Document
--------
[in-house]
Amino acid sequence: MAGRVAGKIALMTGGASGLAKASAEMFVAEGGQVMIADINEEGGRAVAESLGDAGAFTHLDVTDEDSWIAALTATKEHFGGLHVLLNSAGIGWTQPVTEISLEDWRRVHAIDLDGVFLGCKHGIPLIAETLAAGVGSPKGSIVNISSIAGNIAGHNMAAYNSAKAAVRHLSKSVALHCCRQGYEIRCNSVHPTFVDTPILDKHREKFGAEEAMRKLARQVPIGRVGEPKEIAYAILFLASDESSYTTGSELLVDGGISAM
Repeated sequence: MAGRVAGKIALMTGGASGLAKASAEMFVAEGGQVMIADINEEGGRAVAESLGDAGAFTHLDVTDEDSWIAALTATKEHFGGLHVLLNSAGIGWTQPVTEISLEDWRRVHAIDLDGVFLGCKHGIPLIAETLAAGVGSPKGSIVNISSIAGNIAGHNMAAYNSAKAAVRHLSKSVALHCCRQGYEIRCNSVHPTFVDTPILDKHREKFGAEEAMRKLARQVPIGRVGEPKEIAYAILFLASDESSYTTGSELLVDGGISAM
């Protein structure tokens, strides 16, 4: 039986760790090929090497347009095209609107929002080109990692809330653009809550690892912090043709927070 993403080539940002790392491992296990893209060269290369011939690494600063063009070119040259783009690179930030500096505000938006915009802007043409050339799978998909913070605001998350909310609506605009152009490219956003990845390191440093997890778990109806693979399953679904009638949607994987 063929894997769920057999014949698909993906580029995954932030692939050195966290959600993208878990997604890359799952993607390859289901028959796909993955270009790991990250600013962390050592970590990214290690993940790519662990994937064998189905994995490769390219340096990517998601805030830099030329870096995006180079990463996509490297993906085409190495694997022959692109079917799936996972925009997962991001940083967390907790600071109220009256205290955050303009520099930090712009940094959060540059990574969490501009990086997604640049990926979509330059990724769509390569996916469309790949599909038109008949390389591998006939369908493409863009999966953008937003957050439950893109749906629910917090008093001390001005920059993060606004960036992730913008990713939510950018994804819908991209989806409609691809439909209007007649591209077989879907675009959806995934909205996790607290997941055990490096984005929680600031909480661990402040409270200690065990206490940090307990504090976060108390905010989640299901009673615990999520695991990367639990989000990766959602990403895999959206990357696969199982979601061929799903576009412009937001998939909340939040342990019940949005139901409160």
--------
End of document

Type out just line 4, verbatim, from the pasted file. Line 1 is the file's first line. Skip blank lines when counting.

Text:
């Protein structure tokens, strides 16, 4: 039986760790090929090497347009095209609107929002080109990692809330653009809550690892912090043709927070 993403080539940002790392491992296990893209060269290369011939690494600063063009070119040259783009690179930030500096505000938006915009802007043409050339799978998909913070605001998350909310609506605009152009490219956003990845390191440093997890778990109806693979399953679904009638949607994987 063929894997769920057999014949698909993906580029995954932030692939050195966290959600993208878990997604890359799952993607390859289901028959796909993955270009790991990250600013962390050592970590990214290690993940790519662990994937064998189905994995490769390219340096990517998601805030830099030329870096995006180079990463996509490297993906085409190495694997022959692109079917799936996972925009997962991001940083967390907790600071109220009256205290955050303009520099930090712009940094959060540059990574969490501009990086997604640049990926979509330059990724769509390569996916469309790949599909038109008949390389591998006939369908493409863009999966953008937003957050439950893109749906629910917090008093001390001005920059993060606004960036992730913008990713939510950018994804819908991209989806409609691809439909209007007649591209077989879907675009959806995934909205996790607290997941055990490096984005929680600031909480661990402040409270200690065990206490940090307990504090976060108390905010989640299901009673615990999520695991990367639990989000990766959602990403895999959206990357696969199982979601061929799903576009412009937001998939909340939040342990019940949005139901409160």